This is bad news, I fear: although many U.S. courts of appeals have applied the law to discrimination against gay and transgender employees, I strongly suspect this now very conservative Supreme Court will hold that Title VII does not cover...- Brian Leiter
...at the National Gallery of Canada. (Thanks to Andrew Sneddon for the pointer.)- Brian Leiter
Only recently has the AAAS disclosed the election process to the Academy on its website. An excerpt (I've bolded some bits): Preliminary Evaluation Ballot – The first round of voting is the Preliminary Evaluation Ballot (PEB), which includes the names...- Brian Leiter
The grief and the misery in photos. Given the size of the country, this is an atrocity comparable to 9/11 in the U.S. RAWA remains right and will always remain right: "religious fundamentalism is the mortal enemy of all civilized...- Brian Leiter
Last week, news broke that Middlebury College had cancelled a talk by a Polish philosophy professor with very close ties to the ruling "Law and Justice" party in Poland, due to "safety" concerns. Calling this professor a "conservative" is quite...- Brian Leiter
This Belgian hard rock outfit released various singles throughout the 1970s, and was a popular live act on the Continent, but never had much commercial success. Various songs from a 1971 recording session, including this one, eventually appeared on an...
by Grant Bartley
Word frequency reveals morality’s tides • Marx’s tomb vandalised • Black holes evade conceptual capture — News reports by Anja Steinbauer
Matt Qvortrup argues that Marx still inspires those longing for a better world.
Lucian Lupescu sees how far Kant’s and Marx’s ideals overlap.
by Terence Green
Jack Fox-Williams explores power, class and religion.
Chris Christensen considers a clash of two colossal Karls.
Patrick Cannon on anarchy and state.
Kevin Brinkmann tells us, with the help of Althusser, Gramsci and Mannheim.
Will Bouwman considers the development of a paradigmatic revolutionary.- Philosophy Now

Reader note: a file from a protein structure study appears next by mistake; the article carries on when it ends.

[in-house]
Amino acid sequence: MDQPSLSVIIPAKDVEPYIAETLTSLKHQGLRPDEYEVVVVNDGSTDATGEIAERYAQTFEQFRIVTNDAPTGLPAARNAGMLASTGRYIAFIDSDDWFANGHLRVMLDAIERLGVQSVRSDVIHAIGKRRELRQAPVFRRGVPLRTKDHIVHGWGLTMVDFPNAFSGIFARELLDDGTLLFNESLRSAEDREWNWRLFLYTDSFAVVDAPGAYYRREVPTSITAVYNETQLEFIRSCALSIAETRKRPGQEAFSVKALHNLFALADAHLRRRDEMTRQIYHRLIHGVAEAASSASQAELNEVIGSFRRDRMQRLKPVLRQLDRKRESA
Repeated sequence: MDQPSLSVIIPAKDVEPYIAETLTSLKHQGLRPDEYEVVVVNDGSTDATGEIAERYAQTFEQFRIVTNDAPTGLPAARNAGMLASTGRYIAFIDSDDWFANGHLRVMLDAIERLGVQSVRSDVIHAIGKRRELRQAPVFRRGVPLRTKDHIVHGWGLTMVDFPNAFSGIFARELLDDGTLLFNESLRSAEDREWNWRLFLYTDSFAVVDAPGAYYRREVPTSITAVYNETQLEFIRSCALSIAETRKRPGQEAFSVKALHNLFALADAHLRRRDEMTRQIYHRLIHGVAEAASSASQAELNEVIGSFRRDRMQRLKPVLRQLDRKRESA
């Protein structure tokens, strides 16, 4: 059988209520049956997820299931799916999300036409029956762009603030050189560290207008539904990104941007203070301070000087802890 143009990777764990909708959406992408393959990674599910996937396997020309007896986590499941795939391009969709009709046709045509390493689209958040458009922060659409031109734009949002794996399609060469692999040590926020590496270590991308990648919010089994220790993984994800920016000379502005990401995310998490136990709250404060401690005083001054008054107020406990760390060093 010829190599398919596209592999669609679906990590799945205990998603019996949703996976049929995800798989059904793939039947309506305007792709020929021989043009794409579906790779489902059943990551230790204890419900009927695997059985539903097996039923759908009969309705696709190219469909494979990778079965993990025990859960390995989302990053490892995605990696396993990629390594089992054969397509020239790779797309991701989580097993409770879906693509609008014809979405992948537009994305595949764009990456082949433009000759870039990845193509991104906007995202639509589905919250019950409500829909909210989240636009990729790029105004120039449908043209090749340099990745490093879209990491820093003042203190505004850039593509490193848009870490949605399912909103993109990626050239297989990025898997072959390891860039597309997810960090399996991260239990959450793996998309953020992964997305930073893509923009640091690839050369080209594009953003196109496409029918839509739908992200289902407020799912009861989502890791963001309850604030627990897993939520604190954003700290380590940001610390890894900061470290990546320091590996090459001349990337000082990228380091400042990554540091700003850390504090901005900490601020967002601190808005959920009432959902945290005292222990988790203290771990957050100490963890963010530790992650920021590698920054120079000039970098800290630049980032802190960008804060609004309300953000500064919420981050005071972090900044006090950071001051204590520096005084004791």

Grant Bartley from Philosophy Now (and author of The Metarevolution) is joined by members of London philosophy groups Philosophy For All and the Philosophical Society of England to debate an argument advanced by PFA member Kieran Quill that according to quantum mechanics the universe is mental in nature. Join us to hear the fallout. First broadcast on 29 June 2014 on Resonance FM.- Philosophy Now
Ludwig Wittgenstein worked out how language has meaning, twice. He also thought that some of the most important things we can know we can’t express at all. Grant Bartley from Philosophy Now finds out the meaning and limits of language from guest Daniel Hutto from the University of Wollongong, NSW. First broadcast on 22 June 2014 on Resonance FM.- Philosophy Now
Might Nietzsche be right, claiming that lying is “a condition of life?” – Or Kant, arguing that lying means annihilating human dignity? Is it ever acceptable for governments to lie to the public or for individuals to lie to the government? Anja Steinbauer is joined by politician and philosopher Shahrar Ali and moral philosopher Piers Benn to discuss whether lying can be a good thing. First broadcast on 15 June 2014 on Resonance FM.- Philosophy Now
What is meta-ethics? How does meta-ethics differ from ethics, and what does it tell us about ethics? Why is it important for how we should live our lives? Join Grant Bartley from Philosophy Now and his guests Edward Harcourt from Keble College, Oxford, and Richard Rowland from the University of Warwick, to find the answers to these questions and more. First broadcast on 8 June 2014 on Resonance FM.- Philosophy Now
Join Grant Bartley from Philosophy Now and guests John Callanan from King’s College, London, and Andrew Ward from the University of York to talk about the most important idea you’ve never heard of, and some other persuasive arguments from revolutionary but unfortunately unknown-to-the-world philosopher Immanuel Kant. First broadcast on 1 June 2014 on Resonance FM.- Philosophy Now
Join Grant Bartley from Philosophy Now and guests Philip Goff from the University of Liverpool and Tom McClelland from the University of Manchester as they try to work out how all that electricity between your nerve cells relates to and produces all your experiences and thoughts. First broadcast on 25 May 2014 on Resonance FM.- Philosophy Now
What has Buddhism to offer the 21st Century? Join Anja Steinbauer and her guests, Martin Muchall and Rick Lewis, for a critical discussion of ideas in and about Buddhism. First broadcast on 18 May 2014 on Resonance FM.- Philosophy Now
Isaiah Berlin said of David Hume, “No man has influenced the history of philosophy to a deeper or more disturbing degree.” Join Grant Bartley from Philosophy Now plus guests Jane O’Grady, Peter Kail and James Arnold to find out why. First broadcast on 11 May 2014 on Resonance FM.- Philosophy Now